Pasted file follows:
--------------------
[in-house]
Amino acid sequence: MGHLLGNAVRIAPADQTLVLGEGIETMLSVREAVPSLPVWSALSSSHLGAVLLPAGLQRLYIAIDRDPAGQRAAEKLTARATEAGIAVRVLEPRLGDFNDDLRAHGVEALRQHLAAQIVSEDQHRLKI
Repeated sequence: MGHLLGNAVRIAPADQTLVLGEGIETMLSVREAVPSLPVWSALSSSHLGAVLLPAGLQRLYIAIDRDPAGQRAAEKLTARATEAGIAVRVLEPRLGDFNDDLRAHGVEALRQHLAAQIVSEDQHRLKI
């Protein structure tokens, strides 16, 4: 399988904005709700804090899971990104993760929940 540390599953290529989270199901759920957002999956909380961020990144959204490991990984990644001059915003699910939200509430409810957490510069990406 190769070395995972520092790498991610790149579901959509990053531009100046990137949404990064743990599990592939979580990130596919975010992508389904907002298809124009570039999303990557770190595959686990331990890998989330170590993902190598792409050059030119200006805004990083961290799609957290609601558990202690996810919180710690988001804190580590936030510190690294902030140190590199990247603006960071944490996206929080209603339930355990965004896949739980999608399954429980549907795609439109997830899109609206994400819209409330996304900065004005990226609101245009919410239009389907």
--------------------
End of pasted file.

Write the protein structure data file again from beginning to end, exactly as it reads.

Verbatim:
[in-house]
Amino acid sequence: MGHLLGNAVRIAPADQTLVLGEGIETMLSVREAVPSLPVWSALSSSHLGAVLLPAGLQRLYIAIDRDPAGQRAAEKLTARATEAGIAVRVLEPRLGDFNDDLRAHGVEALRQHLAAQIVSEDQHRLKI
Repeated sequence: MGHLLGNAVRIAPADQTLVLGEGIETMLSVREAVPSLPVWSALSSSHLGAVLLPAGLQRLYIAIDRDPAGQRAAEKLTARATEAGIAVRVLEPRLGDFNDDLRAHGVEALRQHLAAQIVSEDQHRLKI
């Protein structure tokens, strides 16, 4: 399988904005709700804090899971990104993760929940 540390599953290529989270199901759920957002999956909380961020990144959204490991990984990644001059915003699910939200509430409810957490510069990406 190769070395995972520092790498991610790149579901959509990053531009100046990137949404990064743990599990592939979580990130596919975010992508389904907002298809124009570039999303990557770190595959686990331990890998989330170590993902190598792409050059030119200006805004990083961290799609957290609601558990202690996810919180710690988001804190580590936030510190690294902030140190590199990247603006960071944490996206929080209603339930355990965004896949739980999608399954429980549907795609439109997830899109609206994400819209409330996304900065004005990226609101245009919410239009389907």